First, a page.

"Poverty is the absence of all human rights"


Mohamed Unis – “Banker to the Poor”

Social enterprise is a relatively new form of capitalism, which, helped by the deterioration in conventional economic models, appears to be reaching a tipping-point. Referred to variously as ‘altruistic enterprise’ or ‘social entrepreneurship’ it sees capitalism as a system that works but whose goals have always been narrow and self-serving. There’s nothing inherent in the capitalist machine that would prevent a business venture having as its central intention ‘making the world a better place’ – rather than merely satisfying the appetite of its executive officers and shareholders. In fact, there is now such a feeling of unease about the character of finance, that many shareholders are actively seeking out ethical investments, micro-financing socially-motivated businesses so that, as well as seeing a modest return on their investment, they can also feel that they’re making a difference in a focused way.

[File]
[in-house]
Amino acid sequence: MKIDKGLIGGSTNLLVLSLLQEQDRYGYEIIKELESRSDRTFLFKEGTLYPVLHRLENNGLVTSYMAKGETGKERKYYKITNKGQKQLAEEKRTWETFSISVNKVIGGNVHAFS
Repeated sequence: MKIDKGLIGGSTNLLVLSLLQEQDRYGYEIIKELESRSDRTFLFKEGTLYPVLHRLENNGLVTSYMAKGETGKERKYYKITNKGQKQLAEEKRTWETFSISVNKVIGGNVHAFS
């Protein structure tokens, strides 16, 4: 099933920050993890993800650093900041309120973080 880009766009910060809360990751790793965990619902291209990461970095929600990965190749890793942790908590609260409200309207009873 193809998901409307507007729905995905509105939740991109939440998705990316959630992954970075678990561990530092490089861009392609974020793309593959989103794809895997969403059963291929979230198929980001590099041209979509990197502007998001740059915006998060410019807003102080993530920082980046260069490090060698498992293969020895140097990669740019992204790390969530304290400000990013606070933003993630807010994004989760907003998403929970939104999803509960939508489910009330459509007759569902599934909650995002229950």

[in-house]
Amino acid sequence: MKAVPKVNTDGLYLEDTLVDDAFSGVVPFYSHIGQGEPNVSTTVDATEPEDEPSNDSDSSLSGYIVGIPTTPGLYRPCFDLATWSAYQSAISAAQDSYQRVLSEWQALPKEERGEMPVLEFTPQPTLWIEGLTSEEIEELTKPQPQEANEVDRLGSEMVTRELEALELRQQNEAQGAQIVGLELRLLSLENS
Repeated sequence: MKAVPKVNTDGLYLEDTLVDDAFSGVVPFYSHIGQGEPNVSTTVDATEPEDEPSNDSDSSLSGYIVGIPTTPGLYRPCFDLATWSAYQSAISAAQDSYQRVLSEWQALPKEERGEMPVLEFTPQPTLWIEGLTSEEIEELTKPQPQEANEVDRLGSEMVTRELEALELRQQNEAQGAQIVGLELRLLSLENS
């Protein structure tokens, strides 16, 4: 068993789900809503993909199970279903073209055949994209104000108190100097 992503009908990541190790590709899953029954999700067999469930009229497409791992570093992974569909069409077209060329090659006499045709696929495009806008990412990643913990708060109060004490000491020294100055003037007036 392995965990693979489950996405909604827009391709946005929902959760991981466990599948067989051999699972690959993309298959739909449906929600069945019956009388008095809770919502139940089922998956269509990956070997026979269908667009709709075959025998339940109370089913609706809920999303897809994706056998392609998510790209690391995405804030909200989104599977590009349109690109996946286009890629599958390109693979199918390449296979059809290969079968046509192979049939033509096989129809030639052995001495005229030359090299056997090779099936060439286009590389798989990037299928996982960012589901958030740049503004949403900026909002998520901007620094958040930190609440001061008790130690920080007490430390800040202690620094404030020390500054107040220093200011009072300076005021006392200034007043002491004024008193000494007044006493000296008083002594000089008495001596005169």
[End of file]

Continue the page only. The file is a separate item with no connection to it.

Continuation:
Altruistic enterprise is a very different animal from charity. With charity (and obviously in some instances charity is the only logical solution to terrible circumstances) the recipient is essentially passive. The idea behind altruistic enterprise, however is the principle of empowerment.


Wikipedia definition: A social entrepreneur recognizes a social problem and uses entrepreneurial principles to organize, create and manage a venture to achieve social change (a social venture). While a business entrepreneur typically measures performance in profit and return, a social entrepreneur focuses on creating social capital. Thus, the main aim of social entrepreneurship is to further social and environmental goals. Social entrepreneurs are most commonly associated with the voluntary and not-for-profit sectors, but this need not preclude making a profit.


BusinessWeek now publishes a review of America's twenty-five most promising social entrepreneurs, defining them as "enterprising individuals who apply business practices to solving societal problems”.



“At its deepest level, it is about revealing possibilities that are currently unseen and releasing the capacity within each person to reshape a part of the world. It does not require elite education; it requires a backpack. The corpus of knowledge in social entrepreneurship comes from first-hand engagement with the world – from asking lots of questions and listening and observing with a deep caring and understanding.


Because they do not have armies or police forces behind them, [social entrepreneurs] work to elicit change rather than impose it, so they build human capacity rather than encouraging dependency.


Daniel Bornstein – “How To Change The World – Social Entrepreneurs and the Power of New Ideas”